Fraud Awareness Programs: Employee Training to Combat Fraud

The financial scandals at the turn of the 21st century eroded investor confidence and public trust. In response, Congress passed the Sarbanes-Oxley Act (SOX) in 2002. Nevertheless fozia shan and corruption continue to exist and the extent of white-collar crime is startling. The 2012 Report to the Nation published by the Association of Certified Fraud Examiners estimates that companies lose 5 percent of their revenue to fraud every year and that the total, worldwide cost of fraud exceeds $3.5 trillion annually. As evidenced by the recent $7 billion fraud at Sociate Generale fraud is an international problem. If you or your CFO can envision ways in which employees may have committed white-collar crimes against your company then chances are good that it has already happened.

The extent of ethical violations by employees is also startling. According to the 2005 semi-annual National Business Ethics Study (NBES) from the ethics resource center only 55 percent of employees surveyed said that they reported misconduct. The top reasons why they didn’t report misconduct included:

• Nearly sixty percent (57 percent) of government employees report that they have witnessed a violation of ethics standards, policy or the law in their workplace within the past year, and

• Almost one-third of government employees who observed misconduct did not report it, thus making it impossible for management to ensure that problems are properly addressed to prevent future occurrences.

While you might hope that the ethics situation has improved, the latest NBES survey (2011) reported that retaliation against employee whistleblowers has risen sharply, and that the percentage of employees who perceive pressure to compromise their standards to do their jobs climed five points from 2009 to 12 percent.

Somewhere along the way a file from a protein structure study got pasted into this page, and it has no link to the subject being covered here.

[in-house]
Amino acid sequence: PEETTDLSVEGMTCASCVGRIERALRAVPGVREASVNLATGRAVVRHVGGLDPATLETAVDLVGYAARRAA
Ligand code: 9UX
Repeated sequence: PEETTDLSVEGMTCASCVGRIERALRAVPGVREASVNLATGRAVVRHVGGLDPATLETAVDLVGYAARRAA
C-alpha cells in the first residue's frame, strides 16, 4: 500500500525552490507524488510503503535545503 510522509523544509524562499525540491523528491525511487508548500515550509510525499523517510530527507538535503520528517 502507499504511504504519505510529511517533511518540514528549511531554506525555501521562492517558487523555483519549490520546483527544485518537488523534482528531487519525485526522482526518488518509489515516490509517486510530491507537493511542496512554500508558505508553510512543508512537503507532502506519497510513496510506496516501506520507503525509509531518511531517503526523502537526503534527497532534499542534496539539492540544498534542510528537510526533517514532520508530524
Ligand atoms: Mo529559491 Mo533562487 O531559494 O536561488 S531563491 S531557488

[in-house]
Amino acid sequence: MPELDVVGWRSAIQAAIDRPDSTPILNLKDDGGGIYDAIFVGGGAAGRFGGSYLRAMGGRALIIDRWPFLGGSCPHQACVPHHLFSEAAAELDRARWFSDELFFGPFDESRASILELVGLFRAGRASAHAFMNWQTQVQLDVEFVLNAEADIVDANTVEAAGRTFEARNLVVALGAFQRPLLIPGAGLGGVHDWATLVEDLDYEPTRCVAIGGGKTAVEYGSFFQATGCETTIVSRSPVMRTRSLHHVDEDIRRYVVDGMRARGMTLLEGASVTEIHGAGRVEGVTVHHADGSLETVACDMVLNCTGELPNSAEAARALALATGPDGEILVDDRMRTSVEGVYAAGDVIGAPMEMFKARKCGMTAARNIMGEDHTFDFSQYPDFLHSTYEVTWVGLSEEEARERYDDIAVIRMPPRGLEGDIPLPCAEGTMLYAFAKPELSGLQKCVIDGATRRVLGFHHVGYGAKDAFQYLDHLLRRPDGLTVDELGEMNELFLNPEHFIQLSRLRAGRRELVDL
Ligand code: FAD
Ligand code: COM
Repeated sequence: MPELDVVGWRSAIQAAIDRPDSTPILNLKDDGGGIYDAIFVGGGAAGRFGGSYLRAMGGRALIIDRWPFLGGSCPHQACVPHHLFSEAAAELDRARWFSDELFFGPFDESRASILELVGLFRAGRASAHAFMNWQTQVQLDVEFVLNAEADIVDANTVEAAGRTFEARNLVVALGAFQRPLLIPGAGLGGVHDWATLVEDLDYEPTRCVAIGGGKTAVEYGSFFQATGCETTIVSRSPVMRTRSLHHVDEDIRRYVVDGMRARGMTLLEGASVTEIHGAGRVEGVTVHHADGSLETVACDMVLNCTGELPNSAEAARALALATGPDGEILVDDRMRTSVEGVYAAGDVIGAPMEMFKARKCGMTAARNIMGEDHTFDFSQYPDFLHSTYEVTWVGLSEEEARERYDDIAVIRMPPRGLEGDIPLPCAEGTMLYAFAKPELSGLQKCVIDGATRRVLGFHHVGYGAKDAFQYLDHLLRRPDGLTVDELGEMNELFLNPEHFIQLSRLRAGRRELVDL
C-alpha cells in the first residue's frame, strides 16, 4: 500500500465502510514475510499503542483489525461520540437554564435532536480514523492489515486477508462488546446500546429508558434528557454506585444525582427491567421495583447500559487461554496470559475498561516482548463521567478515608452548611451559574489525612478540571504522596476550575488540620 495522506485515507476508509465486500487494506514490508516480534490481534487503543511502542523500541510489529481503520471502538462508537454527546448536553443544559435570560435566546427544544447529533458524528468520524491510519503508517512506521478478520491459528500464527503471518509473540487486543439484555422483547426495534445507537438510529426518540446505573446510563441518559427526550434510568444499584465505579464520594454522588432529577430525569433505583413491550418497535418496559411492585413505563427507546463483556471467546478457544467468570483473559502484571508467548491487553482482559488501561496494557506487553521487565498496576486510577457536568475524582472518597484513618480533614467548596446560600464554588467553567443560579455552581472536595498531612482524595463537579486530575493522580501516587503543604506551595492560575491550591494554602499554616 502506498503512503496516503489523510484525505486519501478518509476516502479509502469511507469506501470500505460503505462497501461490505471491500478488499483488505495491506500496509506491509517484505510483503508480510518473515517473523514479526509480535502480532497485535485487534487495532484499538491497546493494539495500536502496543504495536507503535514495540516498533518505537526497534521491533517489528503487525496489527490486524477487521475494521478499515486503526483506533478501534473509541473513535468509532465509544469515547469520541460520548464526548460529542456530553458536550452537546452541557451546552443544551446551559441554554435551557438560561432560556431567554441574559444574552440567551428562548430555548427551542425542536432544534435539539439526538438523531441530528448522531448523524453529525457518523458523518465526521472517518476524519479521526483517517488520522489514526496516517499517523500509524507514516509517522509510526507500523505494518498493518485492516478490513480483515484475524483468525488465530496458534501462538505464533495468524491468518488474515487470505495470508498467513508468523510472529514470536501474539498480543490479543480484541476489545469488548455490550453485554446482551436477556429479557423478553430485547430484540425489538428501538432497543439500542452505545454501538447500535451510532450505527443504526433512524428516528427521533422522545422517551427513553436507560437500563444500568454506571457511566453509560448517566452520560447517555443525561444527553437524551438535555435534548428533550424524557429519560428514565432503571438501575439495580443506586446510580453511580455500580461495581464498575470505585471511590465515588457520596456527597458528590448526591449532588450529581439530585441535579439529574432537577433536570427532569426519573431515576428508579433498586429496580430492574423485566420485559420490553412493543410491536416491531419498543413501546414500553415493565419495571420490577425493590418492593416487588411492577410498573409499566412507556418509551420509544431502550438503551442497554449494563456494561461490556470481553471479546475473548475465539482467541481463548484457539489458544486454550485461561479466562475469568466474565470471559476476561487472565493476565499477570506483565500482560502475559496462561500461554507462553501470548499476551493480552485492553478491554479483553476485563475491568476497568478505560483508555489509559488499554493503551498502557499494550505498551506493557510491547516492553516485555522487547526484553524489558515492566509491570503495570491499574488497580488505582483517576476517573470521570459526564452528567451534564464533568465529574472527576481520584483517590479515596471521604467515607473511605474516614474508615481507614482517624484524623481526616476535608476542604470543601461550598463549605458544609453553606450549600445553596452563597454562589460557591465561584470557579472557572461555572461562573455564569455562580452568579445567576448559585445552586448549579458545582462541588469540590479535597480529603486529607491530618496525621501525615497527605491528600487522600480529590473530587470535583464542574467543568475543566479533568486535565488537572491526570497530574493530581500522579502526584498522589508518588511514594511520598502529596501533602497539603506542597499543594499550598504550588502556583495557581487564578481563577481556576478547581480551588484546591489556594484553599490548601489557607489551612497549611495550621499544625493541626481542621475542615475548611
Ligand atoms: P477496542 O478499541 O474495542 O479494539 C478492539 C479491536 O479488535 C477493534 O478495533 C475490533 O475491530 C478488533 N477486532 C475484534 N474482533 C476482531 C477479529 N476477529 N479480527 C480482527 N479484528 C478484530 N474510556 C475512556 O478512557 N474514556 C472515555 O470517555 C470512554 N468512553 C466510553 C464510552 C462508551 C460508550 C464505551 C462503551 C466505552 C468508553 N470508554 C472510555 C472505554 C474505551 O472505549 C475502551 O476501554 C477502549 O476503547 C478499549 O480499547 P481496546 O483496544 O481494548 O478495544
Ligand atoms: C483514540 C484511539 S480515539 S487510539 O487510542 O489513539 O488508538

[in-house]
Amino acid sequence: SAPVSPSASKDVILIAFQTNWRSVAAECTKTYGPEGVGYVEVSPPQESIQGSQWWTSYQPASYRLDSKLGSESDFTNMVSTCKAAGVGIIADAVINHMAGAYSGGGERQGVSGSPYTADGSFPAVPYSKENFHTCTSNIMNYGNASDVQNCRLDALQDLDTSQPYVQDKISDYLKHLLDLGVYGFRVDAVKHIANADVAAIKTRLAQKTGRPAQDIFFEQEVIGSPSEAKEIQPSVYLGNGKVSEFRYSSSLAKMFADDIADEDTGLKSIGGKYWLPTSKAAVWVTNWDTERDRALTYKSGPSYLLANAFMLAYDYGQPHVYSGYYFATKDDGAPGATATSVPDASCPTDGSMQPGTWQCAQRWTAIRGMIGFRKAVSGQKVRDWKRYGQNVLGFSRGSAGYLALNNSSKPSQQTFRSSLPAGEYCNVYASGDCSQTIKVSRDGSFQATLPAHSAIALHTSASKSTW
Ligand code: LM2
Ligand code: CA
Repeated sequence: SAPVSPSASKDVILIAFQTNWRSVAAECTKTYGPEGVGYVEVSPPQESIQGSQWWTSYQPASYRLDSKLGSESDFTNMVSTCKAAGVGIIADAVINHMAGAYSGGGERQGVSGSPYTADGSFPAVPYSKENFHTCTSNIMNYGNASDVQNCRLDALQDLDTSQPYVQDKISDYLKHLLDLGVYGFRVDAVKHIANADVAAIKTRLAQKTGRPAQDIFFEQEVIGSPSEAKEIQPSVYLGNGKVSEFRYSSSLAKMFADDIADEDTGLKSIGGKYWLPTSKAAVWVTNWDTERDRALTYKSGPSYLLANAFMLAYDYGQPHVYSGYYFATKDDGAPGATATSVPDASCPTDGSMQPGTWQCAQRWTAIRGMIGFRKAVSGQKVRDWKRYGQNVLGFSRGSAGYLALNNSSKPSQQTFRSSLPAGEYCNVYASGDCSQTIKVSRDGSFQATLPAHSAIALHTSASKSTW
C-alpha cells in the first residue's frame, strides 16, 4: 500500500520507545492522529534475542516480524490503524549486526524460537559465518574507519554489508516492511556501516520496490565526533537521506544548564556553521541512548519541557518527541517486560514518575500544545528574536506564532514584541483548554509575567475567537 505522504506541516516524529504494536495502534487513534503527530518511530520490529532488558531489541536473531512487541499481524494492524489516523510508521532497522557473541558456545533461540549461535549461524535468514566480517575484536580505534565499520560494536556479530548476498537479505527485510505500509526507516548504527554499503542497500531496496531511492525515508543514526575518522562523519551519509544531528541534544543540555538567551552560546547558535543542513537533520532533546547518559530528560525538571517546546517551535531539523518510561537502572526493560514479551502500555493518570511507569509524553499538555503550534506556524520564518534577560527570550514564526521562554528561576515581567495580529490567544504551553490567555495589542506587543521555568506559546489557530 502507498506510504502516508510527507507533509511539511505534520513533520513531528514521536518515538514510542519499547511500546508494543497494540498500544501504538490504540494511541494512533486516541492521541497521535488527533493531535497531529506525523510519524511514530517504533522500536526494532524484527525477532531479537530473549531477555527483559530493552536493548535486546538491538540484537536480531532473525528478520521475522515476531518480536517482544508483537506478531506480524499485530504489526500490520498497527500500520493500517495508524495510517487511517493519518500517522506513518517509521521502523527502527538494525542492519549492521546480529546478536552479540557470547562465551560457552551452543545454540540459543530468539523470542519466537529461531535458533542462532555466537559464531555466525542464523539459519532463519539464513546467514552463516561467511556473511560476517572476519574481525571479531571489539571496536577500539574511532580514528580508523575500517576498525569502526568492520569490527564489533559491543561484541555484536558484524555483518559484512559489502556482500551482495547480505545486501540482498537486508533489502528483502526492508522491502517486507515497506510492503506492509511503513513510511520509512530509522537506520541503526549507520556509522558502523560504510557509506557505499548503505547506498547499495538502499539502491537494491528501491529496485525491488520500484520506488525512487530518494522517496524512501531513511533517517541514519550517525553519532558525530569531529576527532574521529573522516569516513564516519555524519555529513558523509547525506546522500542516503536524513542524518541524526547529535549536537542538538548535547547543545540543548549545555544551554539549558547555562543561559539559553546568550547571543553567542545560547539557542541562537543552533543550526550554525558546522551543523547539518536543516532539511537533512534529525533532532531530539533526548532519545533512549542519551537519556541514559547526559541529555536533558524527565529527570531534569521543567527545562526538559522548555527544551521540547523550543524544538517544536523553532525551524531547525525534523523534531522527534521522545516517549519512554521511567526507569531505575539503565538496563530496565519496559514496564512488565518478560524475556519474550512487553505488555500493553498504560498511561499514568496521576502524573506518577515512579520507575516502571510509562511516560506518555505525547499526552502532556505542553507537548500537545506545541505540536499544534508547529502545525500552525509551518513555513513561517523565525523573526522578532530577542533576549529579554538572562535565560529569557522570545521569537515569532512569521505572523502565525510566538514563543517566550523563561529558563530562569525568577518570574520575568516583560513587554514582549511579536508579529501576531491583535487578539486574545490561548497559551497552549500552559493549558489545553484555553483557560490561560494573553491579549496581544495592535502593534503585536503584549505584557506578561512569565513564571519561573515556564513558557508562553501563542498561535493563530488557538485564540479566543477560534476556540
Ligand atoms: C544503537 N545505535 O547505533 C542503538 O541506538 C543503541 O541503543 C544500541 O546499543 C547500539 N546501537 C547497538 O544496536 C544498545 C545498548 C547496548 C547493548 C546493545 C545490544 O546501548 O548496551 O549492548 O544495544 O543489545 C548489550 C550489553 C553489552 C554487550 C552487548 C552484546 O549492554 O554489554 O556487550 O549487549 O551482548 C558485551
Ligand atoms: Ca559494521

Don’t rely on auditors to uncover fraud. Auditors, both internal and external, do a notoriously poor job of detecting fraud. While the audit function is necessary and important it is not sufficient to either detect or prevent fraud. Most frauds are detected when an employee complains or gives an anonymous tip. To drastically reduce fraud losses companies must raise awareness about fraud among all employees at all levels. Employees are a company’s eyes and ears for the prevention and early detection and of all types of white-collar crime. Unfortunately most employees, like most auditors, don’t know what to look for. That’s where the role of a Chief Learning Officer is critical.

The Sarbanes-Oxley Act of 2002 (SOX) and the Federal Sentencing Guidelines have pushed companies to adopt compliance and ethics training programs. Training is not expressly required under SOX, however Section 301 of SOX requires clear communication of reporting channels and protocols. In addition SOX states that audit committees must establish a procedure for the confidential, anonymous reporting of complaints (Section 301(4)). The required communications and procedures naturally involve training.

Two of the primary reasons, in the NBES study cited above, that employees didn’t report misconduct was that they didn’t know whom to contact and that they were afraid that their reports would not be confidential. If this is the case then clearly the procedures required in SOX Section 301(4) are not being successfully implemented. In addition, training oriented to meet the specific requirements of SOX is not sufficient to deter fraud. More is needed.

Fraud awareness training programs can be designed to meet the communications requirements of SOX, and also to serve as an effective deterrent to fraud. At the conclusion of a fraud awareness program participants should be able to:

Leave a Reply

Your email address will not be published. Required fields are marked *